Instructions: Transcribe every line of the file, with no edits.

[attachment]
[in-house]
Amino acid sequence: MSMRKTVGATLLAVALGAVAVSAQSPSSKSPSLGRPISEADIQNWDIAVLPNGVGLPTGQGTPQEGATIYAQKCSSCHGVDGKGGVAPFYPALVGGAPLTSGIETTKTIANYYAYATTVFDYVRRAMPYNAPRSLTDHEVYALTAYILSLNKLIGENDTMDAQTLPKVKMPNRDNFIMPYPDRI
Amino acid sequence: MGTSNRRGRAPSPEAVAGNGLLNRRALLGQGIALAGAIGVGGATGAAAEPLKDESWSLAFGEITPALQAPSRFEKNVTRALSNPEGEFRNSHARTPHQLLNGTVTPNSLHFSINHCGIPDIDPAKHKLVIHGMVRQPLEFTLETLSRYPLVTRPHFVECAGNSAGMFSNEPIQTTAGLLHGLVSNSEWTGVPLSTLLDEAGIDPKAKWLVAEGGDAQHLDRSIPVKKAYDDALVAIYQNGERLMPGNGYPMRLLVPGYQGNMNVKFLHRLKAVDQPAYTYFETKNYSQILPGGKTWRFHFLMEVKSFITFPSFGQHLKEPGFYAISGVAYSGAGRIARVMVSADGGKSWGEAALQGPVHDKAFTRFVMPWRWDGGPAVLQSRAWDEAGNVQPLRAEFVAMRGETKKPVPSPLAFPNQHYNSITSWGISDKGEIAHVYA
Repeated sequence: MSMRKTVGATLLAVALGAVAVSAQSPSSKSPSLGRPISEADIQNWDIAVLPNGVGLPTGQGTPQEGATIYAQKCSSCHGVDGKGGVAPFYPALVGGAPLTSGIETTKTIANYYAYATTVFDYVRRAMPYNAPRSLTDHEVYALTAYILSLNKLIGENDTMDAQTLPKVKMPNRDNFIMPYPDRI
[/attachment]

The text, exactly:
[in-house]
Amino acid sequence: MSMRKTVGATLLAVALGAVAVSAQSPSSKSPSLGRPISEADIQNWDIAVLPNGVGLPTGQGTPQEGATIYAQKCSSCHGVDGKGGVAPFYPALVGGAPLTSGIETTKTIANYYAYATTVFDYVRRAMPYNAPRSLTDHEVYALTAYILSLNKLIGENDTMDAQTLPKVKMPNRDNFIMPYPDRI
Amino acid sequence: MGTSNRRGRAPSPEAVAGNGLLNRRALLGQGIALAGAIGVGGATGAAAEPLKDESWSLAFGEITPALQAPSRFEKNVTRALSNPEGEFRNSHARTPHQLLNGTVTPNSLHFSINHCGIPDIDPAKHKLVIHGMVRQPLEFTLETLSRYPLVTRPHFVECAGNSAGMFSNEPIQTTAGLLHGLVSNSEWTGVPLSTLLDEAGIDPKAKWLVAEGGDAQHLDRSIPVKKAYDDALVAIYQNGERLMPGNGYPMRLLVPGYQGNMNVKFLHRLKAVDQPAYTYFETKNYSQILPGGKTWRFHFLMEVKSFITFPSFGQHLKEPGFYAISGVAYSGAGRIARVMVSADGGKSWGEAALQGPVHDKAFTRFVMPWRWDGGPAVLQSRAWDEAGNVQPLRAEFVAMRGETKKPVPSPLAFPNQHYNSITSWGISDKGEIAHVYA
Repeated sequence: MSMRKTVGATLLAVALGAVAVSAQSPSSKSPSLGRPISEADIQNWDIAVLPNGVGLPTGQGTPQEGATIYAQKCSSCHGVDGKGGVAPFYPALVGGAPLTSGIETTKTIANYYAYATTVFDYVRRAMPYNAPRSLTDHEVYALTAYILSLNKLIGENDTMDAQTLPKVKMPNRDNFIMPYPDRI